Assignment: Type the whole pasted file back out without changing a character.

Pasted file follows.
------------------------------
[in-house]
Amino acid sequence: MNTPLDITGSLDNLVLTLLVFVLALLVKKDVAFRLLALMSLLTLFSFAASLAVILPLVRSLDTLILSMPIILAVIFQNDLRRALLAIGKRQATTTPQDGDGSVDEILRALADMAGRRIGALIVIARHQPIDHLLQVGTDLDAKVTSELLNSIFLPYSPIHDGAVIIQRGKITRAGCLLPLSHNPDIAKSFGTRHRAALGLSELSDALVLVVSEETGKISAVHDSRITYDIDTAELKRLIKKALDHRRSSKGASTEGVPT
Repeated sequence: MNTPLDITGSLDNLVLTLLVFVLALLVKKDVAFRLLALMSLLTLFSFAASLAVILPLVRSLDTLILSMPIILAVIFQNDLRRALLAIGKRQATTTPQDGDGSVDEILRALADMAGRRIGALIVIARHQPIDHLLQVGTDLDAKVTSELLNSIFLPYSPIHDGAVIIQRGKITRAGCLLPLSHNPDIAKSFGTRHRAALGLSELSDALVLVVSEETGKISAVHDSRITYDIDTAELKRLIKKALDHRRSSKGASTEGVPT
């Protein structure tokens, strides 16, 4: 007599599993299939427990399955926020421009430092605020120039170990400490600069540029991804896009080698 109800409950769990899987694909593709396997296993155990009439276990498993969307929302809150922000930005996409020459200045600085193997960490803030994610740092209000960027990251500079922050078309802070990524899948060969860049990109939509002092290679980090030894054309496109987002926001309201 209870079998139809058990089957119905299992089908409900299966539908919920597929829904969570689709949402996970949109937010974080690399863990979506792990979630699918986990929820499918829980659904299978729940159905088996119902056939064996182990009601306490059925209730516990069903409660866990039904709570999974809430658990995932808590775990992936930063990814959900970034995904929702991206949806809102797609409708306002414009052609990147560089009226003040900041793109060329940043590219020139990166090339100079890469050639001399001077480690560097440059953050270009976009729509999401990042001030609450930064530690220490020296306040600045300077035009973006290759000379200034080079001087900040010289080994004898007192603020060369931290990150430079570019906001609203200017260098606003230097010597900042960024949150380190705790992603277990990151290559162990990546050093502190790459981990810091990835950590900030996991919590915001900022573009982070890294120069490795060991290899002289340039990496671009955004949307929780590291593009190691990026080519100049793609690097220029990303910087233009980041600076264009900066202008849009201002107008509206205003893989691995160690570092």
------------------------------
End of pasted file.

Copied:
[in-house]
Amino acid sequence: MNTPLDITGSLDNLVLTLLVFVLALLVKKDVAFRLLALMSLLTLFSFAASLAVILPLVRSLDTLILSMPIILAVIFQNDLRRALLAIGKRQATTTPQDGDGSVDEILRALADMAGRRIGALIVIARHQPIDHLLQVGTDLDAKVTSELLNSIFLPYSPIHDGAVIIQRGKITRAGCLLPLSHNPDIAKSFGTRHRAALGLSELSDALVLVVSEETGKISAVHDSRITYDIDTAELKRLIKKALDHRRSSKGASTEGVPT
Repeated sequence: MNTPLDITGSLDNLVLTLLVFVLALLVKKDVAFRLLALMSLLTLFSFAASLAVILPLVRSLDTLILSMPIILAVIFQNDLRRALLAIGKRQATTTPQDGDGSVDEILRALADMAGRRIGALIVIARHQPIDHLLQVGTDLDAKVTSELLNSIFLPYSPIHDGAVIIQRGKITRAGCLLPLSHNPDIAKSFGTRHRAALGLSELSDALVLVVSEETGKISAVHDSRITYDIDTAELKRLIKKALDHRRSSKGASTEGVPT
């Protein structure tokens, strides 16, 4: 007599599993299939427990399955926020421009430092605020120039170990400490600069540029991804896009080698 109800409950769990899987694909593709396997296993155990009439276990498993969307929302809150922000930005996409020459200045600085193997960490803030994610740092209000960027990251500079922050078309802070990524899948060969860049990109939509002092290679980090030894054309496109987002926001309201 209870079998139809058990089957119905299992089908409900299966539908919920597929829904969570689709949402996970949109937010974080690399863990979506792990979630699918986990929820499918829980659904299978729940159905088996119902056939064996182990009601306490059925209730516990069903409660866990039904709570999974809430658990995932808590775990992936930063990814959900970034995904929702991206949806809102797609409708306002414009052609990147560089009226003040900041793109060329940043590219020139990166090339100079890469050639001399001077480690560097440059953050270009976009729509999401990042001030609450930064530690220490020296306040600045300077035009973006290759000379200034080079001087900040010289080994004898007192603020060369931290990150430079570019906001609203200017260098606003230097010597900042960024949150380190705790992603277990990151290559162990990546050093502190790459981990810091990835950590900030996991919590915001900022573009982070890294120069490795060991290899002289340039990496671009955004949307929780590291593009190691990026080519100049793609690097220029990303910087233009980041600076264009900066202008849009201002107008509206205003893989691995160690570092």